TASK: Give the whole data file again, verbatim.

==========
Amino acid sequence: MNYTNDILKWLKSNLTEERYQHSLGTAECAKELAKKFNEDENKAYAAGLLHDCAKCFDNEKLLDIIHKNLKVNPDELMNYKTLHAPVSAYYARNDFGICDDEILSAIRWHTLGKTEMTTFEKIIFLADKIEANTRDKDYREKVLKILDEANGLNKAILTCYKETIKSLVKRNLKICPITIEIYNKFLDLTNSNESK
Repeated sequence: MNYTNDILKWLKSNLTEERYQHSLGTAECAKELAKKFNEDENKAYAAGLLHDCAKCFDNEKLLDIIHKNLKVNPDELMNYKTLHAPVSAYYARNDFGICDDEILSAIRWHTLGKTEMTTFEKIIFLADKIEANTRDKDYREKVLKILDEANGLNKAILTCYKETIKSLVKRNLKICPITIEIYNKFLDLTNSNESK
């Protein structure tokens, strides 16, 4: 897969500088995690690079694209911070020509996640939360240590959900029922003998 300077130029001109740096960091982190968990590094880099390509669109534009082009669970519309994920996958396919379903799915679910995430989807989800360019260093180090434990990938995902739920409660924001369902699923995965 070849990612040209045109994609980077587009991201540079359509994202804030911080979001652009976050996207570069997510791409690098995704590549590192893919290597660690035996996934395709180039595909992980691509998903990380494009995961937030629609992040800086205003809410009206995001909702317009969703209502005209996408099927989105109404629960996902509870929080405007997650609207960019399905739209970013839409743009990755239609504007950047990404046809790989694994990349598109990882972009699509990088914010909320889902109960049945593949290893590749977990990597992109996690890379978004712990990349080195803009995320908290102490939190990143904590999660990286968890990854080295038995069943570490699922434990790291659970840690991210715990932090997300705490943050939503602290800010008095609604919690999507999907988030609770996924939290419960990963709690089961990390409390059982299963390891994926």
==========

Amino acid sequence: MNYTNDILKWLKSNLTEERYQHSLGTAECAKELAKKFNEDENKAYAAGLLHDCAKCFDNEKLLDIIHKNLKVNPDELMNYKTLHAPVSAYYARNDFGICDDEILSAIRWHTLGKTEMTTFEKIIFLADKIEANTRDKDYREKVLKILDEANGLNKAILTCYKETIKSLVKRNLKICPITIEIYNKFLDLTNSNESK
Repeated sequence: MNYTNDILKWLKSNLTEERYQHSLGTAECAKELAKKFNEDENKAYAAGLLHDCAKCFDNEKLLDIIHKNLKVNPDELMNYKTLHAPVSAYYARNDFGICDDEILSAIRWHTLGKTEMTTFEKIIFLADKIEANTRDKDYREKVLKILDEANGLNKAILTCYKETIKSLVKRNLKICPITIEIYNKFLDLTNSNESK
């Protein structure tokens, strides 16, 4: 897969500088995690690079694209911070020509996640939360240590959900029922003998 300077130029001109740096960091982190968990590094880099390509669109534009082009669970519309994920996958396919379903799915679910995430989807989800360019260093180090434990990938995902739920409660924001369902699923995965 070849990612040209045109994609980077587009991201540079359509994202804030911080979001652009976050996207570069997510791409690098995704590549590192893919290597660690035996996934395709180039595909992980691509998903990380494009995961937030629609992040800086205003809410009206995001909702317009969703209502005209996408099927989105109404629960996902509870929080405007997650609207960019399905739209970013839409743009990755239609504007950047990404046809790989694994990349598109990882972009699509990088914010909320889902109960049945593949290893590749977990990597992109996690890379978004712990990349080195803009995320908290102490939190990143904590999660990286968890990854080295038995069943570490699922434990790291659970840690991210715990932090997300705490943050939503602290800010008095609604919690999507999907988030609770996924939290419960990963709690089961990390409390059982299963390891994926």